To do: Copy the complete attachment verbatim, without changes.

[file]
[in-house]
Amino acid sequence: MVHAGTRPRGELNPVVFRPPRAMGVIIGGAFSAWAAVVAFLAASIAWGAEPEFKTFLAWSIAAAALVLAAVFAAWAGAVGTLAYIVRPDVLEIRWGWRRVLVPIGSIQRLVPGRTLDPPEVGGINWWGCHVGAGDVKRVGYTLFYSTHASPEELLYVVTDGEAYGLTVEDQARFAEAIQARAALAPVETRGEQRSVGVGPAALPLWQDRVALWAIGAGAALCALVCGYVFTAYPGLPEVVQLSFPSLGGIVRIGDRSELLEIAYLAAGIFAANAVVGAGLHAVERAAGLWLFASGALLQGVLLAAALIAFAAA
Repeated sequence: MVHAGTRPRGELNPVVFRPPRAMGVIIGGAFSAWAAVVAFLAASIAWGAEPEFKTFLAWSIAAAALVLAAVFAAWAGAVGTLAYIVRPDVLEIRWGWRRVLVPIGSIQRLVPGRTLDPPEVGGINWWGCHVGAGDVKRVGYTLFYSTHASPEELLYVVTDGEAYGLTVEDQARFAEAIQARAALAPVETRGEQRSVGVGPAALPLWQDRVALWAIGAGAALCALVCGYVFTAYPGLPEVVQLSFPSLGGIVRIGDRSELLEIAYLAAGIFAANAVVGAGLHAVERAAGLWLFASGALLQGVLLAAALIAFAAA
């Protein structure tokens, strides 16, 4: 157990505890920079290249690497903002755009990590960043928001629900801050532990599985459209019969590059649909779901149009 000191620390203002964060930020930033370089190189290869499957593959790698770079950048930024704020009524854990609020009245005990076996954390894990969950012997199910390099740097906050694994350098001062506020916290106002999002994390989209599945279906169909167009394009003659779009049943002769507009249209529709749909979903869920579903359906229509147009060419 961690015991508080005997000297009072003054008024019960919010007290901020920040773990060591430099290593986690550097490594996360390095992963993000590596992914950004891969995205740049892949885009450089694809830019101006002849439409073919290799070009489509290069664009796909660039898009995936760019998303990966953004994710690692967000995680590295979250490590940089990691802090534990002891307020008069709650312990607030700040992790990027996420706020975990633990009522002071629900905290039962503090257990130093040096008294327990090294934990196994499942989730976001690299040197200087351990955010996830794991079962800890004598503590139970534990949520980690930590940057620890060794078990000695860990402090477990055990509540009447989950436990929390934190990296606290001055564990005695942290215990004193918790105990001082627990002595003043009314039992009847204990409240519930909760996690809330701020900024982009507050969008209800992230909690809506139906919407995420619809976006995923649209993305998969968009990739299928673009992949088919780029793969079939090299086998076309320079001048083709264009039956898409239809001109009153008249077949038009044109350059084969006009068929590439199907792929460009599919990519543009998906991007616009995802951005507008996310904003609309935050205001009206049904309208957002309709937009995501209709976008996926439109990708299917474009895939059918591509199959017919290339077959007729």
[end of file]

[in-house]
Amino acid sequence: MVHAGTRPRGELNPVVFRPPRAMGVIIGGAFSAWAAVVAFLAASIAWGAEPEFKTFLAWSIAAAALVLAAVFAAWAGAVGTLAYIVRPDVLEIRWGWRRVLVPIGSIQRLVPGRTLDPPEVGGINWWGCHVGAGDVKRVGYTLFYSTHASPEELLYVVTDGEAYGLTVEDQARFAEAIQARAALAPVETRGEQRSVGVGPAALPLWQDRVALWAIGAGAALCALVCGYVFTAYPGLPEVVQLSFPSLGGIVRIGDRSELLEIAYLAAGIFAANAVVGAGLHAVERAAGLWLFASGALLQGVLLAAALIAFAAA
Repeated sequence: MVHAGTRPRGELNPVVFRPPRAMGVIIGGAFSAWAAVVAFLAASIAWGAEPEFKTFLAWSIAAAALVLAAVFAAWAGAVGTLAYIVRPDVLEIRWGWRRVLVPIGSIQRLVPGRTLDPPEVGGINWWGCHVGAGDVKRVGYTLFYSTHASPEELLYVVTDGEAYGLTVEDQARFAEAIQARAALAPVETRGEQRSVGVGPAALPLWQDRVALWAIGAGAALCALVCGYVFTAYPGLPEVVQLSFPSLGGIVRIGDRSELLEIAYLAAGIFAANAVVGAGLHAVERAAGLWLFASGALLQGVLLAAALIAFAAA
């Protein structure tokens, strides 16, 4: 157990505890920079290249690497903002755009990590960043928001629900801050532990599985459209019969590059649909779901149009 000191620390203002964060930020930033370089190189290869499957593959790698770079950048930024704020009524854990609020009245005990076996954390894990969950012997199910390099740097906050694994350098001062506020916290106002999002994390989209599945279906169909167009394009003659779009049943002769507009249209529709749909979903869920579903359906229509147009060419 961690015991508080005997000297009072003054008024019960919010007290901020920040773990060591430099290593986690550097490594996360390095992963993000590596992914950004891969995205740049892949885009450089694809830019101006002849439409073919290799070009489509290069664009796909660039898009995936760019998303990966953004994710690692967000995680590295979250490590940089990691802090534990002891307020008069709650312990607030700040992790990027996420706020975990633990009522002071629900905290039962503090257990130093040096008294327990090294934990196994499942989730976001690299040197200087351990955010996830794991079962800890004598503590139970534990949520980690930590940057620890060794078990000695860990402090477990055990509540009447989950436990929390934190990296606290001055564990005695942290215990004193918790105990001082627990002595003043009314039992009847204990409240519930909760996690809330701020900024982009507050969008209800992230909690809506139906919407995420619809976006995923649209993305998969968009990739299928673009992949088919780029793969079939090299086998076309320079001048083709264009039956898409239809001109009153008249077949038009044109350059084969006009068929590439199907792929460009599919990519543009998906991007616009995802951005507008996310904003609309935050205001009206049904309208957002309709937009995501209709976008996926439109990708299917474009895939059918591509199959017919290339077959007729």